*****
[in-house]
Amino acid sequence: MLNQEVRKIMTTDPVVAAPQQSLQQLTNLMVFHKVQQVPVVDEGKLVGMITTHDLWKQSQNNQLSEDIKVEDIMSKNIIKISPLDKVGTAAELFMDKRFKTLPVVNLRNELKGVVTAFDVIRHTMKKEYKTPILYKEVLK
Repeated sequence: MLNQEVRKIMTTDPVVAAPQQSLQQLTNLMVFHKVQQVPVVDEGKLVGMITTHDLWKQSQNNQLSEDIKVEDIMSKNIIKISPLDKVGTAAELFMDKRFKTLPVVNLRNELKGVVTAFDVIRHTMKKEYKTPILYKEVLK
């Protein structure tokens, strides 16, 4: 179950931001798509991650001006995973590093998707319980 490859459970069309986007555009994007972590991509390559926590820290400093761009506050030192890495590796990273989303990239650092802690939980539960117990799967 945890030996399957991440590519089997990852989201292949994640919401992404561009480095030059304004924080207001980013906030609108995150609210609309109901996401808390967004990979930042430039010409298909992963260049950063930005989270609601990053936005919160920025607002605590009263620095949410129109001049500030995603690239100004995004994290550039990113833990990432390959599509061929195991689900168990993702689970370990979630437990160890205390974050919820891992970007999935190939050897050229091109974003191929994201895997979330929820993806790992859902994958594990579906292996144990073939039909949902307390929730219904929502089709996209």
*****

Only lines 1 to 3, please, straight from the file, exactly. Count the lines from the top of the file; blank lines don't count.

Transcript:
[in-house]
Amino acid sequence: MLNQEVRKIMTTDPVVAAPQQSLQQLTNLMVFHKVQQVPVVDEGKLVGMITTHDLWKQSQNNQLSEDIKVEDIMSKNIIKISPLDKVGTAAELFMDKRFKTLPVVNLRNELKGVVTAFDVIRHTMKKEYKTPILYKEVLK
Repeated sequence: MLNQEVRKIMTTDPVVAAPQQSLQQLTNLMVFHKVQQVPVVDEGKLVGMITTHDLWKQSQNNQLSEDIKVEDIMSKNIIKISPLDKVGTAAELFMDKRFKTLPVVNLRNELKGVVTAFDVIRHTMKKEYKTPILYKEVLK